Famed vibraphonist-composer Stefon Harris returns with his Concord Jazz debut, Urbanus; a spectacular piece of work sparkling with optimism, ingenuity and emotional immediacy. Special Guest on the album includes Y.C. Laws – percussion; Anne Drummond – alto flute; Anna Webber- flute; Mark Vinci – clarinet & bass clarinet; Sam Ryder – clarinet; Jay Rattman – bass clarinet; Rigdzin Collins – violin.

This is Harris’ and Blackout’s first recorded collaboration in five years,following their 2004’s successful album “Evolution”.


  1. Gone
  2. Christina
  3. Tanktified
  4. Shake It for Me
  5. Minor March
  6. They Won’t Go When I Go
  7. The Afterthought
  8. For You
  9. Blues for Denial
  10. Langston’s Lullaby


Although Urbanus is a Harris project, the frontman offers ample opportunity for Blackout members to showcase their compositions. One adept example is Marc Cary’s upbeat “The Afterthought,” which transits from an energetic, solo piano segment to a stimulated, fashionable groove enhanced by Harris’ fervid and comprehensive marimba solo. Bassist Ben Williams and drummer Gully make an intensely limber and adaptable team, complementing each other while rendering a rhythmic backbone. Williams’ forward-rising solo near the end is certainly no afterthought. Gully steps out on the intriguing, modern jazz piece “Tanktified,” which is catalyzed by Williams’ syncopated acoustic bass lines and twofold contributions from Mark Vinci’s bass clarinet and Harris’ vibes. Meanwhile, Cary’s Fender Rhodes furnishes a funky undercurrent.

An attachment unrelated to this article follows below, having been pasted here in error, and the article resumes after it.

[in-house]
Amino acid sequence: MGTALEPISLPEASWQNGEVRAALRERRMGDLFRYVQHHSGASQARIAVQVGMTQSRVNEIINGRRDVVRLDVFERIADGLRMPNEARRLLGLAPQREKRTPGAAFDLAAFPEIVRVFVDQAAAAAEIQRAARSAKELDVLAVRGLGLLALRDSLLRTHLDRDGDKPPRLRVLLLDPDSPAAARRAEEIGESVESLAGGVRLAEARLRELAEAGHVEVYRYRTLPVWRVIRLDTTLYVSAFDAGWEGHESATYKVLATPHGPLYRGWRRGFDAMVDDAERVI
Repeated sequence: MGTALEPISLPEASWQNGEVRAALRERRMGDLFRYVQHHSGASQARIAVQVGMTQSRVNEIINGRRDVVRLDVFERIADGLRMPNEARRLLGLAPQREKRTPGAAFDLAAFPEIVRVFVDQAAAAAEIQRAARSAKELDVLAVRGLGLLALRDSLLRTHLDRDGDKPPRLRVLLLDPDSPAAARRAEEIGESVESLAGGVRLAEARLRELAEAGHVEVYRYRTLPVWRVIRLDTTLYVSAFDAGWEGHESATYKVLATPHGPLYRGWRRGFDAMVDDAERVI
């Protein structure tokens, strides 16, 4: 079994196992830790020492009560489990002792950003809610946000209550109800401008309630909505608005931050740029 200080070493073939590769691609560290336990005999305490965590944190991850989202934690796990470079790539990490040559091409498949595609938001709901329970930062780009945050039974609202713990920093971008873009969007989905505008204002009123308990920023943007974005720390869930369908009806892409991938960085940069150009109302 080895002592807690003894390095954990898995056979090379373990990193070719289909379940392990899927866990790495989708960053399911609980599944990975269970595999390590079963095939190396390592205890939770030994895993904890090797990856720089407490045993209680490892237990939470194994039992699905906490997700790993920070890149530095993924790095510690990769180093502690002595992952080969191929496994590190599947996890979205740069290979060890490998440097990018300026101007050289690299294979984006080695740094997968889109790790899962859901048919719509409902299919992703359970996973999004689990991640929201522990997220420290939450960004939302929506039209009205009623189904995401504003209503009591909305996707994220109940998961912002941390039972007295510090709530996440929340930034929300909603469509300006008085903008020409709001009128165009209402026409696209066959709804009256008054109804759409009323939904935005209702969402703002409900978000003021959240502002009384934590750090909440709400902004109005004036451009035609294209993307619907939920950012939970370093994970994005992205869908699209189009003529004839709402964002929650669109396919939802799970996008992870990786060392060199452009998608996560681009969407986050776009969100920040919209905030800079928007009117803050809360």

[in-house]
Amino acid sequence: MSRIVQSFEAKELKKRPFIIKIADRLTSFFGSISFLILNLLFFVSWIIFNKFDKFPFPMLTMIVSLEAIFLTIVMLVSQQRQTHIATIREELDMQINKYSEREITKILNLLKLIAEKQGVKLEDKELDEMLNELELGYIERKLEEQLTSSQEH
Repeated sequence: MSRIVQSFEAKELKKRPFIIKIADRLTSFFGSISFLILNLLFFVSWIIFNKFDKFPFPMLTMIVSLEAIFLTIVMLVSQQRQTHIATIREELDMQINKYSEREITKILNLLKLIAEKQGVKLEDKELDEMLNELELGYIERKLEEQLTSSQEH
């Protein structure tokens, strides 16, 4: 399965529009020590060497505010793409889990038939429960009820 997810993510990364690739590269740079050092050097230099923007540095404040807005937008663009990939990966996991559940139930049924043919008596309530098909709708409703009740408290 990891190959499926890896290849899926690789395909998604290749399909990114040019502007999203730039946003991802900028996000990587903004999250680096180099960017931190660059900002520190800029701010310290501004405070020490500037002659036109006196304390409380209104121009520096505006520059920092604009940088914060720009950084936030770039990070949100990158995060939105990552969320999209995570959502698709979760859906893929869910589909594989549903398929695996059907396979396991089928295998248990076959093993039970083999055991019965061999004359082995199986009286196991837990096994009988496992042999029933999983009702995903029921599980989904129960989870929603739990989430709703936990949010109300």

However, the most current sounds feature Benjamin’s vocoder, which in any context is most easily identified with Stevie Wonder. So it is no wonder – if you will pardon the unavoidable pun – that Blackout covers Wonder’s “They Won’t Go (When I Go),” from his 1974 outing Fulfillingness’ First Finale. Wonder’s version has a somber feeling darkened by sober lyrics and a funereal meter. Harris and Blackout preserve Wonder’s grave admonitions about destiny, but otherwise lighten the mood with a fuller arrangement: Benjamin’s vocoder unsuccessfully replaces Wonder’s voice, while flutes, clarinets, vibes, bass, drums and Fender Rhodes supply a soulful and healthy tone missing from Wonder’s performance.

If anything, Urbanus goes further in establishing the star power of each of its band members. Harris may be its titular leader—and, no doubt, primary conceptualist—but Urbanus is an impressive group effort on a number of levels. Writing, playing, interaction: Blackout scores high on all counts while, at the same time, delivering a disc with plenty of cross-over potential and all-ages appeal. For Harris, it consolidates his various interests into an integrated whole, dispensing with early criticisms and finally delivering a different kind of unification: intellectually deep and emotionally resonant.


Final Score: 89% – B

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